Introduction

The Department of Conservation is moving five grand skinks from the high country near Wanaka to Peacock Springs Wildlife Park in Christchurch, in a bid to save the critically endangered species.

The Department of Conservation is moving five grand skinks from the high country near Wanaka to Peacock Springs Wildlife Park in Christchurch, in a bid to save the critically endangered species.

“This is a major step for this critically endangered species. Establishing captive populations of skinks from these areas is critical to their survival,” Department of Conservation Otago Skink Recovery Programme Manager, Andy Hutcheon, said.

“We are collecting skinks over several years to reduce the impact on the small and vulnerable Lindis wild population. Removing breeding adult skinks could have a devastating impact on the wild population, so we collect young animals that are about a year old and raise them to breeding age in captivity.”

The skinks have been collected from small and isolated populations in the wild. This follows on from the successful transfers of another five grand skinks and eight Otago skinks to Peacock Springs over the last two summers.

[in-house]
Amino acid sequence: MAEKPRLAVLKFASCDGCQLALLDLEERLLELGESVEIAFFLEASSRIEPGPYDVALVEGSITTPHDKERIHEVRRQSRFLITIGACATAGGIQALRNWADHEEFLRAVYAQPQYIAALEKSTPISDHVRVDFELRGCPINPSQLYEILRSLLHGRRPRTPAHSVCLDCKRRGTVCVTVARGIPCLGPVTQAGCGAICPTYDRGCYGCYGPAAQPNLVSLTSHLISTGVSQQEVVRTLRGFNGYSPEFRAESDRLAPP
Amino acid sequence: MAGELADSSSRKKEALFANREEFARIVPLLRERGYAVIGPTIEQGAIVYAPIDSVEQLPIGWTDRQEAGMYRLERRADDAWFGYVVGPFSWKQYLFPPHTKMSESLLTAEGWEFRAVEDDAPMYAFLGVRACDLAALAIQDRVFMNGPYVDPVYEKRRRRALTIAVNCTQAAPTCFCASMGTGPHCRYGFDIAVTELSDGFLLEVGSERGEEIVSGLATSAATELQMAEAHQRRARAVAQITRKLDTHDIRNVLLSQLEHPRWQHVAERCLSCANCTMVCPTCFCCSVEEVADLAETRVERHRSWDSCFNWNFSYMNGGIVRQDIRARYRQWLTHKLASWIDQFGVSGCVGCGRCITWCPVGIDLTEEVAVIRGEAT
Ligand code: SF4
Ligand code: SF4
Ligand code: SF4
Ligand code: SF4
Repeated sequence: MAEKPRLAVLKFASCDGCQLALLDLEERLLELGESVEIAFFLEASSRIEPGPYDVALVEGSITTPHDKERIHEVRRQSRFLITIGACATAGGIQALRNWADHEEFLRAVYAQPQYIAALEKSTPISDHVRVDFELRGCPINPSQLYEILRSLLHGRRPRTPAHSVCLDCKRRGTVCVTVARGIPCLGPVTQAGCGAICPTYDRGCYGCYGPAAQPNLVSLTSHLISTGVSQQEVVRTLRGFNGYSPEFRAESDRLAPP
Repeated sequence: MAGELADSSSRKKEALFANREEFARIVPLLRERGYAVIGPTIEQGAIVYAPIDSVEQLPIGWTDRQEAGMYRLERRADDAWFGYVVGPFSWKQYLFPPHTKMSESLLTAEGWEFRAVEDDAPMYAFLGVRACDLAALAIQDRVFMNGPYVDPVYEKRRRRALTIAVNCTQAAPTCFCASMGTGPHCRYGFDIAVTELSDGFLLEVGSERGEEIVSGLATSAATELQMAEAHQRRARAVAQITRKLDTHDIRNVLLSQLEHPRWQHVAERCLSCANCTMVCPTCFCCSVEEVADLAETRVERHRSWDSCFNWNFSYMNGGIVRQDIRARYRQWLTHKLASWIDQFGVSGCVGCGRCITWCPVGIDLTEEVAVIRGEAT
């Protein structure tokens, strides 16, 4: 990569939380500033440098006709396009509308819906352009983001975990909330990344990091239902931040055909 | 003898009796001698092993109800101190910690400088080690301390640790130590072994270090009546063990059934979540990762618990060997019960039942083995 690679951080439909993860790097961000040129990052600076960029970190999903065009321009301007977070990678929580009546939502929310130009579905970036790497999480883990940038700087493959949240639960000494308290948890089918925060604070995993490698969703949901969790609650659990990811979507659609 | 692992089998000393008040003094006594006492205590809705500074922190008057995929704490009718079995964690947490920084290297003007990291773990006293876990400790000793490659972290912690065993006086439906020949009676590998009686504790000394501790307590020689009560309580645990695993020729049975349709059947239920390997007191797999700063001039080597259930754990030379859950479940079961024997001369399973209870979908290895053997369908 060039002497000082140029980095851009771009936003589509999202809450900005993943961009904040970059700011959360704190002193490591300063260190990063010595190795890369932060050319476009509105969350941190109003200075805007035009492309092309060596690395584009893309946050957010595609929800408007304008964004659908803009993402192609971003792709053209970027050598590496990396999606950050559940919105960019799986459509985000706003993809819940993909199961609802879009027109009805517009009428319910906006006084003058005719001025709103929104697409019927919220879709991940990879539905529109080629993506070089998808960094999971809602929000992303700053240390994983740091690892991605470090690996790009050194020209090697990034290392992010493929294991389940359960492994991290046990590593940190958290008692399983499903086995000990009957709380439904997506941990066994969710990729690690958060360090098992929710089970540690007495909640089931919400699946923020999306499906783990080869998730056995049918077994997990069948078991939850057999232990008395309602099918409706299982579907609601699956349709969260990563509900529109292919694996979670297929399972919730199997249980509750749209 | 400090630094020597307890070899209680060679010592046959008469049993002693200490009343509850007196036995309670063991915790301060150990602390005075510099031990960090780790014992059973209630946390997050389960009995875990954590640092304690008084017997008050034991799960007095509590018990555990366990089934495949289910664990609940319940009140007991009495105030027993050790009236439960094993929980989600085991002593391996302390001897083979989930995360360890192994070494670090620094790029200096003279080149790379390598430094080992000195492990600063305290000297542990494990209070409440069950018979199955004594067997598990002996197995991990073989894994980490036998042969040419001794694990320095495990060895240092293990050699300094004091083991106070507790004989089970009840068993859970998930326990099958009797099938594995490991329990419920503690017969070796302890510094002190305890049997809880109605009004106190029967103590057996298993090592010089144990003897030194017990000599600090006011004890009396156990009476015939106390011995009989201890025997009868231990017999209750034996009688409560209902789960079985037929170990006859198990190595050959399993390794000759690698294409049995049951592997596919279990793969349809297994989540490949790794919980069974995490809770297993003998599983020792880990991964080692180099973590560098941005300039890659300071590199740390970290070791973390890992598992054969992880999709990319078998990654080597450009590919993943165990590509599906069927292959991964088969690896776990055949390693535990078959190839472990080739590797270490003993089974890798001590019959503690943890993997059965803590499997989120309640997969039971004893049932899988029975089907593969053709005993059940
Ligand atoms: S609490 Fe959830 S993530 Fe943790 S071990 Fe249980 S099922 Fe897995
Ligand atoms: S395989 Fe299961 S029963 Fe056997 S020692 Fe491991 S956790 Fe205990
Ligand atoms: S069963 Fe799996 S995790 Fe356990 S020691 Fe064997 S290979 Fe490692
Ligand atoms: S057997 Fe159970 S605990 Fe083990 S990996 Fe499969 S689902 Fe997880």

They will be housed in a $100,000 purpose-built predator-proof enclosure at Peacock Springs. 

Background

  • Grand and Otago skinks are two of our largest lizard species, growing to 30cm long and living for around 20 years
  • Once found right across Otago, only a couple of thousand of each species now remain
  • This is the third transfer of skinks from the Lindis area into captivity
  • The skinks come from a small and vulnerable population, so to protect the wild population, they must be collected slowly and as juveniles
  • Once the skinks reach breeding age at around 4-years-old, the breeding programme will produce young for release back into protected areas in the wild
  • The main threat to grand and Otago skinks is predation by mammals such as cats, stoats and ferrets
  • While the vulnerable Lindis populations are protected through captive breeding, larger wild populations of both species are protected by predator trapping at Macraes Flat in eastern Otago
  • The Grand and Otago Skink Recovery Programme was established in 2002 after evidence suggested both species could be extinct within 15 years
Back to top